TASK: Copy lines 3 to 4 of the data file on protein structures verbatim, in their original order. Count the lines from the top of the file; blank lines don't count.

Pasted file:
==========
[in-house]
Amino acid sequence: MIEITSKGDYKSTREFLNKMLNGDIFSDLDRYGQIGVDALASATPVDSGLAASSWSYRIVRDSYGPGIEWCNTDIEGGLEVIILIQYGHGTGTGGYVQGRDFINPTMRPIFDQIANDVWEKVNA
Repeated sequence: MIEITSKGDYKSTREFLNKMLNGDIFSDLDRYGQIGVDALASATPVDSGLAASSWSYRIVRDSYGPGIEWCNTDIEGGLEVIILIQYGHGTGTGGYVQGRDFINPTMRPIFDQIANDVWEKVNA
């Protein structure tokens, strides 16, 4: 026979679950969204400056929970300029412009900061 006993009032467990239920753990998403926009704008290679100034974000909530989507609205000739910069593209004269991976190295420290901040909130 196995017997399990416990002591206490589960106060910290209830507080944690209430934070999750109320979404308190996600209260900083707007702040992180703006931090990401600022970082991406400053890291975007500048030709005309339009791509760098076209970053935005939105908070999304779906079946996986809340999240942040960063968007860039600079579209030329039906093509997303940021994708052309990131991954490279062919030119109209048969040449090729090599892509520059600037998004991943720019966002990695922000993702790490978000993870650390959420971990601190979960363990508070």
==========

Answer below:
Repeated sequence: MIEITSKGDYKSTREFLNKMLNGDIFSDLDRYGQIGVDALASATPVDSGLAASSWSYRIVRDSYGPGIEWCNTDIEGGLEVIILIQYGHGTGTGGYVQGRDFINPTMRPIFDQIANDVWEKVNA
């Protein structure tokens, strides 16, 4: 026979679950969204400056929970300029412009900061 006993009032467990239920753990998403926009704008290679100034974000909530989507609205000739910069593209004269991976190295420290901040909130 196995017997399990416990002591206490589960106060910290209830507080944690209430934070999750109320979404308190996600209260900083707007702040992180703006931090990401600022970082991406400053890291975007500048030709005309339009791509760098076209970053935005939105908070999304779906079946996986809340999240942040960063968007860039600079579209030329039906093509997303940021994708052309990131991954490279062919030119109209048969040449090729090599892509520059600037998004991943720019966002990695922000993702790490978000993870650390959420971990601190979960363990508070």